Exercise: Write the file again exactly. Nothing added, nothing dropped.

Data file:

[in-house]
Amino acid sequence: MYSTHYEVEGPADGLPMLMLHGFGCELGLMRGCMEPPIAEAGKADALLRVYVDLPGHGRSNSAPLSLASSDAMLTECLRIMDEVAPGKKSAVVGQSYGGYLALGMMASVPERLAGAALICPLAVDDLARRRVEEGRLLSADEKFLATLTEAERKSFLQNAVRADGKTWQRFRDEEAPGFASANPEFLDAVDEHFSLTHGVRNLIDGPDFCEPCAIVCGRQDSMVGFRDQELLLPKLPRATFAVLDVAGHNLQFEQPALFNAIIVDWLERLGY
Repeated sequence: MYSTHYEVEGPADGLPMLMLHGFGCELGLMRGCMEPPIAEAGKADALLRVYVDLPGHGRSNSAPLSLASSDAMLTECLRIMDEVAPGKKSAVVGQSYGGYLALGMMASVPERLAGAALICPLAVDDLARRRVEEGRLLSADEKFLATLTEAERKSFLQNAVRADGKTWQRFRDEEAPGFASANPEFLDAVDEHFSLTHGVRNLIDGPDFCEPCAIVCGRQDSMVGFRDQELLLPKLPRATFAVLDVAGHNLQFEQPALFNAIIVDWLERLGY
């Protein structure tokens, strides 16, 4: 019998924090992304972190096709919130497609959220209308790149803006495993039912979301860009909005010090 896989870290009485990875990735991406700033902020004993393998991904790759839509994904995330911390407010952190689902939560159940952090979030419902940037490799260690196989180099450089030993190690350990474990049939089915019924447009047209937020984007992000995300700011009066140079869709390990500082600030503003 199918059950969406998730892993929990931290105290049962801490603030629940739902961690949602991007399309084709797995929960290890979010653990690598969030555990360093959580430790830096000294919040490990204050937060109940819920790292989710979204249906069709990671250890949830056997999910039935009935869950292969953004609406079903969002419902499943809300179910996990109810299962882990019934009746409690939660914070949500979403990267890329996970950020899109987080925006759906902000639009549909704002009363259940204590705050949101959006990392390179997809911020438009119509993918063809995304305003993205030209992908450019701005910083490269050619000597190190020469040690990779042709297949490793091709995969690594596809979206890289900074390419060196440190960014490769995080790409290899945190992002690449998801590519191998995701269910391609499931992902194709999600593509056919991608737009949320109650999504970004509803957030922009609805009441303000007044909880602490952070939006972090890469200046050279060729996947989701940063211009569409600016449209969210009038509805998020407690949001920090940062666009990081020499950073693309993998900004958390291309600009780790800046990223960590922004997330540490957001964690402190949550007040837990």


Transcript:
[in-house]
Amino acid sequence: MYSTHYEVEGPADGLPMLMLHGFGCELGLMRGCMEPPIAEAGKADALLRVYVDLPGHGRSNSAPLSLASSDAMLTECLRIMDEVAPGKKSAVVGQSYGGYLALGMMASVPERLAGAALICPLAVDDLARRRVEEGRLLSADEKFLATLTEAERKSFLQNAVRADGKTWQRFRDEEAPGFASANPEFLDAVDEHFSLTHGVRNLIDGPDFCEPCAIVCGRQDSMVGFRDQELLLPKLPRATFAVLDVAGHNLQFEQPALFNAIIVDWLERLGY
Repeated sequence: MYSTHYEVEGPADGLPMLMLHGFGCELGLMRGCMEPPIAEAGKADALLRVYVDLPGHGRSNSAPLSLASSDAMLTECLRIMDEVAPGKKSAVVGQSYGGYLALGMMASVPERLAGAALICPLAVDDLARRRVEEGRLLSADEKFLATLTEAERKSFLQNAVRADGKTWQRFRDEEAPGFASANPEFLDAVDEHFSLTHGVRNLIDGPDFCEPCAIVCGRQDSMVGFRDQELLLPKLPRATFAVLDVAGHNLQFEQPALFNAIIVDWLERLGY
């Protein structure tokens, strides 16, 4: 019998924090992304972190096709919130497609959220209308790149803006495993039912979301860009909005010090 896989870290009485990875990735991406700033902020004993393998991904790759839509994904995330911390407010952190689902939560159940952090979030419902940037490799260690196989180099450089030993190690350990474990049939089915019924447009047209937020984007992000995300700011009066140079869709390990500082600030503003 199918059950969406998730892993929990931290105290049962801490603030629940739902961690949602991007399309084709797995929960290890979010653990690598969030555990360093959580430790830096000294919040490990204050937060109940819920790292989710979204249906069709990671250890949830056997999910039935009935869950292969953004609406079903969002419902499943809300179910996990109810299962882990019934009746409690939660914070949500979403990267890329996970950020899109987080925006759906902000639009549909704002009363259940204590705050949101959006990392390179997809911020438009119509993918063809995304305003993205030209992908450019701005910083490269050619000597190190020469040690990779042709297949490793091709995969690594596809979206890289900074390419060196440190960014490769995080790409290899945190992002690449998801590519191998995701269910391609499931992902194709999600593509056919991608737009949320109650999504970004509803957030922009609805009441303000007044909880602490952070939006972090890469200046050279060729996947989701940063211009569409600016449209969210009038509805998020407690949001920090940062666009990081020499950073693309993998900004958390291309600009780790800046990223960590922004997330540490957001964690402190949550007040837990």